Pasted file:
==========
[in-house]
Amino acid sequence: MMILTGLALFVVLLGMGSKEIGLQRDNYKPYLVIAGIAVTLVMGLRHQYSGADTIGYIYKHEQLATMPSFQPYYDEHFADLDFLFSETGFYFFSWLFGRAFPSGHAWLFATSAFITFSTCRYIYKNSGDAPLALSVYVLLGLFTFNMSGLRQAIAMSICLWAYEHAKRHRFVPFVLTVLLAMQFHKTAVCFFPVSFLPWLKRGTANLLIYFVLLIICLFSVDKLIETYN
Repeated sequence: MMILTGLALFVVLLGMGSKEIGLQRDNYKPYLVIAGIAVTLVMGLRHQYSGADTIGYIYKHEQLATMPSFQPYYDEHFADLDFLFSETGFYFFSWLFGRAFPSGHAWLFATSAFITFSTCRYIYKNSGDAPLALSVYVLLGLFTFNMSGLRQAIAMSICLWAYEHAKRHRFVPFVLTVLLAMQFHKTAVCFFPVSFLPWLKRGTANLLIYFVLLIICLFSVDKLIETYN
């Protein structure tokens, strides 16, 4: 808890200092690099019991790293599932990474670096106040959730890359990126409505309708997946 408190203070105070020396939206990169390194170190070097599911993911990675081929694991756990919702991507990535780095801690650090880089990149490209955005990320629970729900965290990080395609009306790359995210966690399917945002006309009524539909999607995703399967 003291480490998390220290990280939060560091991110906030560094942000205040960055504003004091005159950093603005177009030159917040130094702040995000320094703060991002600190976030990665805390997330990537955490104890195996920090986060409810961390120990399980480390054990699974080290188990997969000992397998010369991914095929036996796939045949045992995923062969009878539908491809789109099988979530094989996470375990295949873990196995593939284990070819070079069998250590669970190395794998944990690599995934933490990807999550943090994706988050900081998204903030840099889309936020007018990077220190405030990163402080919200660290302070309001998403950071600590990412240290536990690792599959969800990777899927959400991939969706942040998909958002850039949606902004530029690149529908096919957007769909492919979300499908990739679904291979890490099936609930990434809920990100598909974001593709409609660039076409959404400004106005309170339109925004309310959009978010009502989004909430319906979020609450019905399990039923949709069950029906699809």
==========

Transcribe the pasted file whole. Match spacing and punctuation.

[in-house]
Amino acid sequence: MMILTGLALFVVLLGMGSKEIGLQRDNYKPYLVIAGIAVTLVMGLRHQYSGADTIGYIYKHEQLATMPSFQPYYDEHFADLDFLFSETGFYFFSWLFGRAFPSGHAWLFATSAFITFSTCRYIYKNSGDAPLALSVYVLLGLFTFNMSGLRQAIAMSICLWAYEHAKRHRFVPFVLTVLLAMQFHKTAVCFFPVSFLPWLKRGTANLLIYFVLLIICLFSVDKLIETYN
Repeated sequence: MMILTGLALFVVLLGMGSKEIGLQRDNYKPYLVIAGIAVTLVMGLRHQYSGADTIGYIYKHEQLATMPSFQPYYDEHFADLDFLFSETGFYFFSWLFGRAFPSGHAWLFATSAFITFSTCRYIYKNSGDAPLALSVYVLLGLFTFNMSGLRQAIAMSICLWAYEHAKRHRFVPFVLTVLLAMQFHKTAVCFFPVSFLPWLKRGTANLLIYFVLLIICLFSVDKLIETYN
């Protein structure tokens, strides 16, 4: 808890200092690099019991790293599932990474670096106040959730890359990126409505309708997946 408190203070105070020396939206990169390194170190070097599911993911990675081929694991756990919702991507990535780095801690650090880089990149490209955005990320629970729900965290990080395609009306790359995210966690399917945002006309009524539909999607995703399967 003291480490998390220290990280939060560091991110906030560094942000205040960055504003004091005159950093603005177009030159917040130094702040995000320094703060991002600190976030990665805390997330990537955490104890195996920090986060409810961390120990399980480390054990699974080290188990997969000992397998010369991914095929036996796939045949045992995923062969009878539908491809789109099988979530094989996470375990295949873990196995593939284990070819070079069998250590669970190395794998944990690599995934933490990807999550943090994706988050900081998204903030840099889309936020007018990077220190405030990163402080919200660290302070309001998403950071600590990412240290536990690792599959969800990777899927959400991939969706942040998909958002850039949606902004530029690149529908096919957007769909492919979300499908990739679904291979890490099936609930990434809920990100598909974001593709409609660039076409959404400004106005309170339109925004309310959009978010009502989004909430319906979020609450019905399990039923949709069950029906699809």